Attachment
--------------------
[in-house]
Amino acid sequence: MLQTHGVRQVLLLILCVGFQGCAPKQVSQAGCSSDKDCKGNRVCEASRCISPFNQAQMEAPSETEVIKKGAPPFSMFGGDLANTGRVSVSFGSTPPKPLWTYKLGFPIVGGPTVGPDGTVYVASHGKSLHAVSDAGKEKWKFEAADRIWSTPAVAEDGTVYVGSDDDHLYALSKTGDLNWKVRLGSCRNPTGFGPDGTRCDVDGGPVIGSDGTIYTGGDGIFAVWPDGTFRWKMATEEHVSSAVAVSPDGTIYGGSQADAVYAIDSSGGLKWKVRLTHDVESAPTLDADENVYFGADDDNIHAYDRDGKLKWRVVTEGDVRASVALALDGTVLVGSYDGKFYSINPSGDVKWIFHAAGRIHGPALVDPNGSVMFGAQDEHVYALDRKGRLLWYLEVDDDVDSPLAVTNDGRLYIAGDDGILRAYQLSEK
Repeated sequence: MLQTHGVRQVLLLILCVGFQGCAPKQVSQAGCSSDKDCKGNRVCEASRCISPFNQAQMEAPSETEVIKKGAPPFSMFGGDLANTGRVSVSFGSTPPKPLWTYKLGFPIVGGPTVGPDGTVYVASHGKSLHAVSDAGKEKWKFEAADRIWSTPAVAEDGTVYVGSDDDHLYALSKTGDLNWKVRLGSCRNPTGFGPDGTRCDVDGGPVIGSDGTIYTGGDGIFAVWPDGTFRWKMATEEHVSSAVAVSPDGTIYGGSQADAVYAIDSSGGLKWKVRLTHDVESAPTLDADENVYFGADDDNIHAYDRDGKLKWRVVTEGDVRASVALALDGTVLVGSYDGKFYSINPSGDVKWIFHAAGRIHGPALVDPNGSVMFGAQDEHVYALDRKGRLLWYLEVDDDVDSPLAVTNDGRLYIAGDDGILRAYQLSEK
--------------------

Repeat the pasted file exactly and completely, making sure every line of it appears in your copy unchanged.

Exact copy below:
[in-house]
Amino acid sequence: MLQTHGVRQVLLLILCVGFQGCAPKQVSQAGCSSDKDCKGNRVCEASRCISPFNQAQMEAPSETEVIKKGAPPFSMFGGDLANTGRVSVSFGSTPPKPLWTYKLGFPIVGGPTVGPDGTVYVASHGKSLHAVSDAGKEKWKFEAADRIWSTPAVAEDGTVYVGSDDDHLYALSKTGDLNWKVRLGSCRNPTGFGPDGTRCDVDGGPVIGSDGTIYTGGDGIFAVWPDGTFRWKMATEEHVSSAVAVSPDGTIYGGSQADAVYAIDSSGGLKWKVRLTHDVESAPTLDADENVYFGADDDNIHAYDRDGKLKWRVVTEGDVRASVALALDGTVLVGSYDGKFYSINPSGDVKWIFHAAGRIHGPALVDPNGSVMFGAQDEHVYALDRKGRLLWYLEVDDDVDSPLAVTNDGRLYIAGDDGILRAYQLSEK
Repeated sequence: MLQTHGVRQVLLLILCVGFQGCAPKQVSQAGCSSDKDCKGNRVCEASRCISPFNQAQMEAPSETEVIKKGAPPFSMFGGDLANTGRVSVSFGSTPPKPLWTYKLGFPIVGGPTVGPDGTVYVASHGKSLHAVSDAGKEKWKFEAADRIWSTPAVAEDGTVYVGSDDDHLYALSKTGDLNWKVRLGSCRNPTGFGPDGTRCDVDGGPVIGSDGTIYTGGDGIFAVWPDGTFRWKMATEEHVSSAVAVSPDGTIYGGSQADAVYAIDSSGGLKWKVRLTHDVESAPTLDADENVYFGADDDNIHAYDRDGKLKWRVVTEGDVRASVALALDGTVLVGSYDGKFYSINPSGDVKWIFHAAGRIHGPALVDPNGSVMFGAQDEHVYALDRKGRLLWYLEVDDDVDSPLAVTNDGRLYIAGDDGILRAYQLSEK